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Personal learning strategies

April 27, 2009

Hello again,
Every so often I meet a situation for which no experience or training has fully prepared me. This was the case recently when I was teaching a woman who was so consumed by anxiety to learn quickly that she was making no progress at all. The main problem ...

...lay in the fact that, as she had come to the UK, I really wanted to help her use the opportunity to speak and listen. But, as soon as I played listening passages, she almost froze with fear and insisted she should have the text in front of her in order to help her understand. Similarly, if I tried to engage her in a guided but not scripted conversation, she gave up after the fist exchange.

Of course, as she was here for only a short time and I didn’t want her to feel it was all too much, I gave in and let her have the texts as a crutch. The result was not encouraging. By reading, she reinforced her pronunciation errors and she was also trying to translate word by word as she went along. Her inability to use effective learning strategies arose, I believe, from the fact that since leaving school, she was mainly self-taught from rather antiquated text books. But it did present me with a real challenge. I also realised that she needed individual learning strategies rather than any standard approach.

We worked out a system by which we studied the texts before doing the activities and this allowed me to explain the pronunciation issues as well as some conversational features that puzzled her. This worked for the time I was teaching her but I then had to think about advising her in continuing self study. I suggested she should join a virtual classroom as she would have an opportunity to speak and listen but beyond that I didn’t feel very confident in giving her advice. It made me aware of how poor teaching and learning experiences really hinder students and that it is very hard to undo the habits they have picked up.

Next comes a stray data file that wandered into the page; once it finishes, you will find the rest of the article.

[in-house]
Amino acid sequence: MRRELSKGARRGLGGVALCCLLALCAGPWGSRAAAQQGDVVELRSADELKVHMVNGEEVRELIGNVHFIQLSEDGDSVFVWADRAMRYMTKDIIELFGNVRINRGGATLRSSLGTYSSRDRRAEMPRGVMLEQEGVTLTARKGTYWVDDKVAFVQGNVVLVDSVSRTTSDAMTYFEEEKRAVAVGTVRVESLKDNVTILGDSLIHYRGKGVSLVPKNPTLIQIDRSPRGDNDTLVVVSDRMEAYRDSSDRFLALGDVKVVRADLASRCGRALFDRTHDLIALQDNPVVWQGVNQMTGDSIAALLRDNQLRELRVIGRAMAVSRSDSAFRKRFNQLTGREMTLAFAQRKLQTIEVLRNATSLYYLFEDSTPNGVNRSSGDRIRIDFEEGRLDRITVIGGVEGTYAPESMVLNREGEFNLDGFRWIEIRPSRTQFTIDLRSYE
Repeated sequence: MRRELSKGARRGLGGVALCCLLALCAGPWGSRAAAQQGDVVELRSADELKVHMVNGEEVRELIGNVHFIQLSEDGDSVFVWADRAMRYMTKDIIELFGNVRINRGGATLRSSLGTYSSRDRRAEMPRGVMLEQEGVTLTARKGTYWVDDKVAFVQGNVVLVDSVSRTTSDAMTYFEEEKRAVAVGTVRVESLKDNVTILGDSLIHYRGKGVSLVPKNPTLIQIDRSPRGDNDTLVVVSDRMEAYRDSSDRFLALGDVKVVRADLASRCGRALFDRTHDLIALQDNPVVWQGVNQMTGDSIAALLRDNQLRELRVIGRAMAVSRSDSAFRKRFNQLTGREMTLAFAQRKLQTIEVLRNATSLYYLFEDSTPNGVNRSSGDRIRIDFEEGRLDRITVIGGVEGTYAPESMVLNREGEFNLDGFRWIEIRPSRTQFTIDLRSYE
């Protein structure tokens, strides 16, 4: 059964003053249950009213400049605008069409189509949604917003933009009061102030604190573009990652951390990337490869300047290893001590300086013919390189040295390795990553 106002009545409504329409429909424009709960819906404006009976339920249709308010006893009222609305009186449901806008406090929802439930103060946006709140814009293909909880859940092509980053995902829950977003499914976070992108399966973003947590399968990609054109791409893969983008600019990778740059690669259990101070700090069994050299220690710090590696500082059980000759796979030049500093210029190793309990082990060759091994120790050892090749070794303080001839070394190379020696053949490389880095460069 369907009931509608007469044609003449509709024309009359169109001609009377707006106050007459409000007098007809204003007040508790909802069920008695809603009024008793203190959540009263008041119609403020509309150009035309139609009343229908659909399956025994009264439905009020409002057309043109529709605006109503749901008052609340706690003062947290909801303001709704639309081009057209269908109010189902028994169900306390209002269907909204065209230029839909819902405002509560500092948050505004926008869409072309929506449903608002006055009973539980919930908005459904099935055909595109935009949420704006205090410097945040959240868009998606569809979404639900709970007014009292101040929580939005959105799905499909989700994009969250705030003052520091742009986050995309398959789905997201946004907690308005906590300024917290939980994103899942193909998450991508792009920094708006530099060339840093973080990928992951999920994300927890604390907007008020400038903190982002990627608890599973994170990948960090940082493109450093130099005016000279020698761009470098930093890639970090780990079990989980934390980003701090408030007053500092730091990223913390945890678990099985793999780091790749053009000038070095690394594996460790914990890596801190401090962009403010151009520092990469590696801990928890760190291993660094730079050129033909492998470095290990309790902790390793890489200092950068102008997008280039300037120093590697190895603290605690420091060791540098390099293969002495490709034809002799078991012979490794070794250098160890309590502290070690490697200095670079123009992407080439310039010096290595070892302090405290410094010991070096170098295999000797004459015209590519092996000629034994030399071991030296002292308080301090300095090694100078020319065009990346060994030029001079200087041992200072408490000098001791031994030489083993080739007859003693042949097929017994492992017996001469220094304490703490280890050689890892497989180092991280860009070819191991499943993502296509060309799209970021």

One of the most intransigent is the belief that a word for word translation is possible in all situations. To give an example, I discovered that she didn’t know the most basic telephone phrases such as ‘hold on’ or ‘hang up’. She went scuttling for her dictionary and then seemed very puzzled by what she found. It took a long time and lot of her anxiety to understand that we use set phrases on the telephone that may be totally different in another language. When the penny dropped, she realised how her own approach had prevented her from grasping something very simple.

I came away from the experience aware that individual students often pose quite original challenges to our methods.

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